In the case of high country land tenure, the miscommunication has been to ignore the legal rights relating to quiet enjoyment.  Whereas the officials administering the tenure process have to work within the law and take account of the respective bundle of rights, the media is not so constrained.

This has meant that the media has been able to highlight a story of freehold rights for the lower country being granted to the runholders for an apparently small price, without making it clear that it is actually only the balance between perpetual lease rights and freehold rights that the Crown has sold. In essence, the Crown’s freehold rights were to collect a modest annual rental from the leaseholder and not much more. In contrast, when some runholders, now with freehold rights, chose to on-sell the property, they were actually selling the combined rights including their prior perpetual access and use rights.

Those rights belonged to the lessee not the government. Any owner, regardless of nationality or wealth has a right to be compensated should they surrender or lose them.

For more not his issue see:

How leasehold values have influenced high country reform.

Who owns the high country?

AndDepartment of COnservatio

Last of the Southern Man


Quote of the day

July 23, 2018

The survival of artistic modes in which we recognize ourselves, identify ourselves and place ourselves will survive as long as humanity survives. M. H. Abrams – who was born on this day in 1912.


July 23 in history

July 23, 2018

1632  Three hundred colonists bound for New France departed from Dieppe, France.

1793 Prussia re-conquered Mainz from France.

1829 William Austin Burt patented the Typographer, a precursor to the typewriter.

1833 Cornerstones are laid for the construction of the Kirtland Temple in Kirtland, Ohio.

1840  The Province of Canada was created by the Act of Union.

1851 Twenty-six lives were lost when the barque Maria was wrecked near Cape Terawhiti, on Wellington’s rugged south-western coast.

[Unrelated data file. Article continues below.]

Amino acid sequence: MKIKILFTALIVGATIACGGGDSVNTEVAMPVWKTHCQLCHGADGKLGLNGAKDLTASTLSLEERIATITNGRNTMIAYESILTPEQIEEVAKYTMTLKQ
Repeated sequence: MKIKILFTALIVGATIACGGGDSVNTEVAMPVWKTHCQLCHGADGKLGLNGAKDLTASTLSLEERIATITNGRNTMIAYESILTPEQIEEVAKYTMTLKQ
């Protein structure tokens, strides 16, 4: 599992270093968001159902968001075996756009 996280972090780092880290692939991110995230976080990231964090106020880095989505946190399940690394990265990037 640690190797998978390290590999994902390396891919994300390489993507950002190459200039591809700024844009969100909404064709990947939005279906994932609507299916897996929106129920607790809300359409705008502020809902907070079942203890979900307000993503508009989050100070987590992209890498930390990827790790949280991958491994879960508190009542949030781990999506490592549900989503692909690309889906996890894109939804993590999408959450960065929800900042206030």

The <em>Maria</em> wrecked near Cape Terawhiti

1862 American Civil War: Henry W. Halleck took command of the Union Army.

1874  Aires de Ornelas e Vasconcelos was appointed the Archbishop of the Portuguese colonial enclave of Goa.

1881  The Federation Internationale de Gymnastique, the world’s oldest international sport federation, was founded.

1881  The Boundary treaty of 1881 between Chile and Argentina was signed in Buenos Aires.

1888 Raymond Chandler, American-born author, was born (d. 1959).

1892 Haile Selassie, Emperor of Ethiopia, was born (d. 1975).

1900 – Julia Davis Adams, American author and journalist, was born (d. 1993).

1903  The Ford Motor Company sold its first car.

1912 – M. H. Abrams, American author, critic, and academic, was born (d. 2015).

1913 – Michael Foot, English journalist and politician, Secretary of State for Employment, was born(d. 2010).

1914  Austria-Hungary issued an ultimatum to Serbia demanding Serbia to allow the Austrians to determine who assassinated Archduke Franz Ferdinand.

1926 Fox Film bought the patents of the Movietone sound system for recording sound onto film.

1929  The Fascist government in Italy bannedthe use of foreign words.

1936  The Unified Socialist Party of Catalonia was founded through the merger of socialist and communist parties.

1940 United States’ Under Secretary of State Sumner Welles‘s declaration on the U.S. non-recognition policy of the Soviet annexation and incorporation of three Baltic States – EstoniaLatvia and Lithuania.

1942 The Holocaust: The Treblinka extermination camp opened.

1942  World War II: Operation Edelweiss began.

1945  The post-war legal processes against Philippe Pétain began.

1947 David Essex, English singer, was born.

1950 Blair Thornton, Canadian guitarist (Bachman-Turner Overdrive), was born.